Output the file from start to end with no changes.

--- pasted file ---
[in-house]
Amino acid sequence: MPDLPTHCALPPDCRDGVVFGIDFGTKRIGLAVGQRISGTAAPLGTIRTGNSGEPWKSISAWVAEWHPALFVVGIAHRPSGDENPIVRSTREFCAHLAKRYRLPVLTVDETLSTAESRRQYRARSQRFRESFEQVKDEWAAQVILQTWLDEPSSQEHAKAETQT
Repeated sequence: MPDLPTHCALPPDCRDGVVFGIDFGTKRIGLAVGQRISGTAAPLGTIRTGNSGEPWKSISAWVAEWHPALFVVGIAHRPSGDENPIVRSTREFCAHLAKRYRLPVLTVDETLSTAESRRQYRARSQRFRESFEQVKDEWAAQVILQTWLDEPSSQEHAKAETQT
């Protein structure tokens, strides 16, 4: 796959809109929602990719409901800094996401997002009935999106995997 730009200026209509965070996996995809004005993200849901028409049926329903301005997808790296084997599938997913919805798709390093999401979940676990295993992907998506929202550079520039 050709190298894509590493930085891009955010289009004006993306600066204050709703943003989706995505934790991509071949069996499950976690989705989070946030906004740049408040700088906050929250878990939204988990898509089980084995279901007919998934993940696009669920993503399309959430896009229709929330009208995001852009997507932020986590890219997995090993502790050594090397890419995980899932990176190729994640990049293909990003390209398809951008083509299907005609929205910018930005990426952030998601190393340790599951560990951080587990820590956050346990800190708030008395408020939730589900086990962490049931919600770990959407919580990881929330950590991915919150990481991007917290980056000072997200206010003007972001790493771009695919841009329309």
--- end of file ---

[in-house]
Amino acid sequence: MPDLPTHCALPPDCRDGVVFGIDFGTKRIGLAVGQRISGTAAPLGTIRTGNSGEPWKSISAWVAEWHPALFVVGIAHRPSGDENPIVRSTREFCAHLAKRYRLPVLTVDETLSTAESRRQYRARSQRFRESFEQVKDEWAAQVILQTWLDEPSSQEHAKAETQT
Repeated sequence: MPDLPTHCALPPDCRDGVVFGIDFGTKRIGLAVGQRISGTAAPLGTIRTGNSGEPWKSISAWVAEWHPALFVVGIAHRPSGDENPIVRSTREFCAHLAKRYRLPVLTVDETLSTAESRRQYRARSQRFRESFEQVKDEWAAQVILQTWLDEPSSQEHAKAETQT
């Protein structure tokens, strides 16, 4: 796959809109929602990719409901800094996401997002009935999106995997 730009200026209509965070996996995809004005993200849901028409049926329903301005997808790296084997599938997913919805798709390093999401979940676990295993992907998506929202550079520039 050709190298894509590493930085891009955010289009004006993306600066204050709703943003989706995505934790991509071949069996499950976690989705989070946030906004740049408040700088906050929250878990939204988990898509089980084995279901007919998934993940696009669920993503399309959430896009229709929330009208995001852009997507932020986590890219997995090993502790050594090397890419995980899932990176190729994640990049293909990003390209398809951008083509299907005609929205910018930005990426952030998601190393340790599951560990951080587990820590956050346990800190708030008395408020939730589900086990962490049931919600770990959407919580990881929330950590991915919150990481991007917290980056000072997200206010003007972001790493771009695919841009329309």